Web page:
Dannon Company, Inc., located in White Plains, NY, is a wholly owned subsidiary of Groupe Danone in Paris (French authorities consider it a “strategic” business and have created legal barriers to protect Danone from takeover). TV watchers have all seen the investment Dannon has made in their Activia Brand of yogurt, which, if taken in the right amount, purportedly helps one’s digestive system do its job (recall numerous ads with Jamie Lee Curtis as star- spokesperson).
It appears “scientifically proven” was a bit too much for regulators. Last week a $21M, mulit-state settlement was announced, and Dannon was enjoined from claiming health benefits for Activia that they cannot support. This follows 2010 settlement of a class action suit brought in 2008 which cost the company up to $45M plus $7-$10M in approved attorneys fees. We wonder, in light of these two settlements, what now of the Activia brand?
First, how important is this brand to Danone? In their 2009 financials as reported in a February 1, 2010 company press release, the “Fresh Dairy” line has more revenues than the other three business lines combined. Activia and the other yogurt products are located in “Fresh Dairy.” (Danone claims to be #1 in market share in this business group.) To give you a relative sense, Financial News reports Danone is considering selling one of its other business segments, "Waters," to a Japanese group for between 5B and 7B Euros. “Waters” is roughly one-third the size of “Fresh Dairy.”
The February 2010 press release discusses the economic outlook for 2010, but not the potential litigation outlook.
Sales of “Fresh Dairy” in the first quarter of 2010 were up over 7%. To be sure, these sales were flat in 2009, due to the worldwide recession, but this is nothing short of robust growth, and due, in part to their overall strategy of increasing volume and market share by developing NEW consumers (at the short-term cost of margin pressure). In the note to stockholders, there was no mention of the truth-in-advertising issues.
In mid-April of 2010, along with in its quarterly earnings announcement, Danone released a statement that it had stopped making health claims for its Activia yogurt and had dropped an attempt to get their alleged benefits recognized by European Union scientists. (This was as a result of European truth-in-labling/advertising actions.) For the first time, the Danone share price dropped as a direct result of this issue (by nearly 3%).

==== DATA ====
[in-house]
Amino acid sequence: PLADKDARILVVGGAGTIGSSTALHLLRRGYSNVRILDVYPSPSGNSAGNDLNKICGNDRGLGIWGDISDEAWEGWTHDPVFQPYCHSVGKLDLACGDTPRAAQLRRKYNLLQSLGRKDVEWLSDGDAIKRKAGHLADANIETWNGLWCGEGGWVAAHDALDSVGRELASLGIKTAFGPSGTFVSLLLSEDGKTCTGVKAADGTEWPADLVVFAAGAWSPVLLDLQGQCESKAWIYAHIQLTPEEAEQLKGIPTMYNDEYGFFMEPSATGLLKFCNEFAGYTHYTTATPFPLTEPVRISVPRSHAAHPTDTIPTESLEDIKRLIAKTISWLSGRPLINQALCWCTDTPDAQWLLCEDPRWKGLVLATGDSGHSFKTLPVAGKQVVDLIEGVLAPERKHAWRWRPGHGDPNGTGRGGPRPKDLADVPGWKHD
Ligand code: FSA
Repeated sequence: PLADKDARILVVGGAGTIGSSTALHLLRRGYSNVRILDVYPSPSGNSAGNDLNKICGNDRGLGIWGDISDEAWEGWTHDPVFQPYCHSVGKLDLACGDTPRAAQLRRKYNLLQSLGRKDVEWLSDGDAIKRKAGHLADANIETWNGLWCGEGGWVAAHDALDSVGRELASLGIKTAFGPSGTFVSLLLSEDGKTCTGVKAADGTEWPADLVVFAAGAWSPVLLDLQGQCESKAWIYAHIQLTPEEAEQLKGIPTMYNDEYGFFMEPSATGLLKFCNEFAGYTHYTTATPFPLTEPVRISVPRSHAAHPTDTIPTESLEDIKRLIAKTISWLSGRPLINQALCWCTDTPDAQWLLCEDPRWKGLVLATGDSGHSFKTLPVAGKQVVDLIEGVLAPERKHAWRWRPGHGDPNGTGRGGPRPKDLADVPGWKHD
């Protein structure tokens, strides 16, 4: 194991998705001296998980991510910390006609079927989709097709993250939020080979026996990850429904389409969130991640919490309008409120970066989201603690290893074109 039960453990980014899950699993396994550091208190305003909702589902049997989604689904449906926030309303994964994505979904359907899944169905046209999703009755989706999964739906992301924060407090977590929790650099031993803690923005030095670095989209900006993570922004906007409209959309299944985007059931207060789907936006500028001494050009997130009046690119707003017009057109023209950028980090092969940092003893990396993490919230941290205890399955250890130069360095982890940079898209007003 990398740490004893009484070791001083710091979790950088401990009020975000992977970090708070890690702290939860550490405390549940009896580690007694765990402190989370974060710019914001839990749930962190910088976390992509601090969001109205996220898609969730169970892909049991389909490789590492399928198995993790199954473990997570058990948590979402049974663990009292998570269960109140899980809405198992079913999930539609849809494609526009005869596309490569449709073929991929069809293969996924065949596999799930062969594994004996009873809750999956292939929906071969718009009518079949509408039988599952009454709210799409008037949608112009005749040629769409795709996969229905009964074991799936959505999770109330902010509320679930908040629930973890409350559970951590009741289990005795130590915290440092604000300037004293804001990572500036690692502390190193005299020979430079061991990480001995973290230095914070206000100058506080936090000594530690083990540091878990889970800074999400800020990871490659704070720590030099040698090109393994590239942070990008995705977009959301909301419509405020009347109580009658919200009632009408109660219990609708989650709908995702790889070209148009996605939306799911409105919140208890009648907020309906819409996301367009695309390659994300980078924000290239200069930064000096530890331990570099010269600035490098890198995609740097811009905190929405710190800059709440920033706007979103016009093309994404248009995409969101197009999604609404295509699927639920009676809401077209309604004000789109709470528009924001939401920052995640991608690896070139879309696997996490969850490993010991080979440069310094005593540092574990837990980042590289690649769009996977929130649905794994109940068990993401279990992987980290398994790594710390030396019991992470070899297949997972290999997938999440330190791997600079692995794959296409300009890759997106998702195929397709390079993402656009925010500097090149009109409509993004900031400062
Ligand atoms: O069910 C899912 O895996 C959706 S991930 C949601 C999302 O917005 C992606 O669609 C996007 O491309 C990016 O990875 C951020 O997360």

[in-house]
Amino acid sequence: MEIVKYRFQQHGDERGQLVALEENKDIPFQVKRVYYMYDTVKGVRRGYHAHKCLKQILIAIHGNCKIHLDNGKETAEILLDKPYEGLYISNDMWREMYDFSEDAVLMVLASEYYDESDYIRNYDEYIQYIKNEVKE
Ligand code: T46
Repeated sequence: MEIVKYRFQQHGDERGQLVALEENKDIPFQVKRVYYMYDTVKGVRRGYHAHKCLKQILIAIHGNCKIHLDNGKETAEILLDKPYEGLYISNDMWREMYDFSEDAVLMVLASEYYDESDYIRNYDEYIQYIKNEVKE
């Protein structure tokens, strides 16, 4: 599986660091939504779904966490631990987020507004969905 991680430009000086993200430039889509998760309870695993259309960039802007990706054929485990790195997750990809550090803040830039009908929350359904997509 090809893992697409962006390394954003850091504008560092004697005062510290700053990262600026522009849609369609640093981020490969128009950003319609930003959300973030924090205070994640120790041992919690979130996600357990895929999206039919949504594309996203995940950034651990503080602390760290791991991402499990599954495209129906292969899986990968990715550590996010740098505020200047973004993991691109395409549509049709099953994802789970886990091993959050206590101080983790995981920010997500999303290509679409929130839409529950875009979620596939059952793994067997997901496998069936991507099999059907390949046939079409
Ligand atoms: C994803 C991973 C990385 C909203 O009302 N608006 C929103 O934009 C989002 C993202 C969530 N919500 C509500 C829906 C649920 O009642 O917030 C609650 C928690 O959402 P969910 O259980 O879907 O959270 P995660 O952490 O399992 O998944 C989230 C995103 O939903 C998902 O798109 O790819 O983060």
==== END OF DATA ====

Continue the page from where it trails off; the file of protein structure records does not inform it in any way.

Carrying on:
As there was little mention of the litigation claims in any of the press releases (we wondered why there wasn't an "all-hands-on-deck" approach to this, we took a closer look at what Dannon had to do or change as a result of the class action suits, as described in the order under “injunctive relief.”
1. Remove the words “clinically proven” or “scientifically proven” from its product labeling, packaging, commercials, etc., and substitute the words “clinical studies show.” (I am not making this up.)
2. Add to its FAQs a statement that Activia is a food product and not a treatment.
3. Place the scientific genus, species and strain of the bacteria used in Activia next to their registered trandemark Bifidus Regularis.
4. For their DanActive products, Danone had to remove the word “immunity” from labels, packages, etc.
5. They had to qualify claims that DanActive helps strengthen body defenses and helps the immune system with “when eaten regularly as part of a balanced diet and healthy lifestyle,” or similar language.
The class action and regulatory complaints were settled without admission of guilt, at a high cost of around $80M. But to the consumer, the label/advertising changes are insignificant (if not invisible), and Danone’s positioning will likely continue to be the same. Unless there are more specific brand-related legal issues in their future, the $80M can be considered as unfortunate additional expense, but longer term, valuation should be relatively unaffected.